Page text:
Thursday, May 14, 2020
5:11 pm ET: Twilio Teams Up with ZocDoc, Says Telehealth Here to Stay After Pandemic
The spread of COVID-19 is reshaping traditional healthcare services and how medical officials interact with patients. Now Twilio, the cloud communications program, is teaming up with ZocDoc, the online medical booking service, to power its new video consultation service.
Susan Collins, the global head of healthcare services at Twilio, told Cheddar Thursday she believes telehealth is here to stay and will continue to accelerate even after the coronavirus pandemic subsides. Read more...
— McKenzie Marshall
3:49 pm ET: NY Drive-In Gets 'Out of Control' Interest as Staff Scrambles to Reopen
The venerable drive-in movie theater — a retro business that nonetheless has social distancing in its DNA — is getting a chance this weekend to start fresh with moviegoers.
On Monday, Gov. Andrew Cuomo announced that drive-in theaters were allowed to reopen statewide on May 15. In the days since drive-in operators have scrambled to prepare for a rush of visitors eager to safely and responsibly take a break from quarantine.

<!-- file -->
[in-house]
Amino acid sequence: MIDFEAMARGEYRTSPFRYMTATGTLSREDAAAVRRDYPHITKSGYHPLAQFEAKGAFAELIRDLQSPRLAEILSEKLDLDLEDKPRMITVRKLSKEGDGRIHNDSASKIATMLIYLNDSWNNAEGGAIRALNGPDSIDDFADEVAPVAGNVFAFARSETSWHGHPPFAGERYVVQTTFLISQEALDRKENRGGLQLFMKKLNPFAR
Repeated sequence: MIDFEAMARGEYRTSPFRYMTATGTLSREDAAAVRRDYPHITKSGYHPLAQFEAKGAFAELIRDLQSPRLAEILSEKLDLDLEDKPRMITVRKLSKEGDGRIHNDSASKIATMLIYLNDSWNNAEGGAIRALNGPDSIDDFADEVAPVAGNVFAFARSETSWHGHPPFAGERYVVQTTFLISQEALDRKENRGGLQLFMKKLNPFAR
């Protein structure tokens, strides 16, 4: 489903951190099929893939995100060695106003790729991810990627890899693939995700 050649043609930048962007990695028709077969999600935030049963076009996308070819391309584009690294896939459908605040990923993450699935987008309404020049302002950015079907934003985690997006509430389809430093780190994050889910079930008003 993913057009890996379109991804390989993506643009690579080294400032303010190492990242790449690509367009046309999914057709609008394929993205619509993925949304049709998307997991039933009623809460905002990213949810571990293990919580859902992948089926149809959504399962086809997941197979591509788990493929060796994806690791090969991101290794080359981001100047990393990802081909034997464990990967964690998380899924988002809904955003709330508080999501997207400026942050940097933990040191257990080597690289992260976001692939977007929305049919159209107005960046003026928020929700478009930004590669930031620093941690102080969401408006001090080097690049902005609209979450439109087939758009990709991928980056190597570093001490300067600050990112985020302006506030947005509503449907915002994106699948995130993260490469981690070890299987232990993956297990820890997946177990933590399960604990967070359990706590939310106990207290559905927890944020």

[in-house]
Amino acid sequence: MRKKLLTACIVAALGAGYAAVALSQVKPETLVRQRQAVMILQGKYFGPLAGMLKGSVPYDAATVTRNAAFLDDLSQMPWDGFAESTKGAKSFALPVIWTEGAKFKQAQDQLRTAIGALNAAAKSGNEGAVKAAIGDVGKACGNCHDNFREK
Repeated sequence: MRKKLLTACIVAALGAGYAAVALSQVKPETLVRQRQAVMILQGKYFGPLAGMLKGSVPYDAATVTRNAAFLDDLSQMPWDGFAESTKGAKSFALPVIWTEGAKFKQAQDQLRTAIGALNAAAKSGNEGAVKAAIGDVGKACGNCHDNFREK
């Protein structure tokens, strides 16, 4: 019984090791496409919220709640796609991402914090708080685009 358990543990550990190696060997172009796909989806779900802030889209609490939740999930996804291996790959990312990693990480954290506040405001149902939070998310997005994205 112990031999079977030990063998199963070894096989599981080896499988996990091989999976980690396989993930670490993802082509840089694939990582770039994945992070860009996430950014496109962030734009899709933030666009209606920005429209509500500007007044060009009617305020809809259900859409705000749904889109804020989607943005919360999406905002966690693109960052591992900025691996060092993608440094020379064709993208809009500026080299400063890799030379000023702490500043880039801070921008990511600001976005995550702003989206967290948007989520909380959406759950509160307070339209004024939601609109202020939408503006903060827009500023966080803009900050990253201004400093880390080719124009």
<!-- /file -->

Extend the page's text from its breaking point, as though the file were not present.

"We're here 24 hours a day trying to work everything out logistically," said John Stefanopoulos, who manages the Four Brothers Drive-in Theater, located near the Connecticut border, and whose family owns the business. "It was a big production getting everything going here." Read more...
— Alex Vuocolo
Photo Credit: Getty Images
3:13 pm ET: GOP Rep. King to Vote for Pelosi Relief Bill: 'This is McConnell's Fault'
Congressman Peter King tells Cheddar exclusively that he plans to vote in favor of the $3 trillion coronavirus relief bill introduced by Democratic Speaker of the House Nancy Pelosi earlier this week because it's the only way to get funding for local jurisdictions.
While admitting that the Pelosi-led "Phase 4" package is far from perfect, the Long Island Republican told Cheddar on Thursday that the bill's priority of shoring up state and local government support is his top consideration. Read more...
— J.D. Durkin
Rep. Peter King, R-N.Y., speaks as the House of Representatives debates the articles of impeachment against President Donald Trump at the Capitol in Washington, Wednesday, Dec. 18, 2019. (House Television via AP)
2:09 pm ET: Jersey Shore Beaches Get Guidelines to Reopen
Joanna Eichert longs for the summer days of years gone by at the Jersey Shore, which she recalls as “very crowded and very relaxing.”
But with New Jersey’s governor giving shore towns the go-ahead to begin reopening their beaches amid the ongoing coronavirus outbreak, it remains to be seen if the Summer of Bug will be either of those things.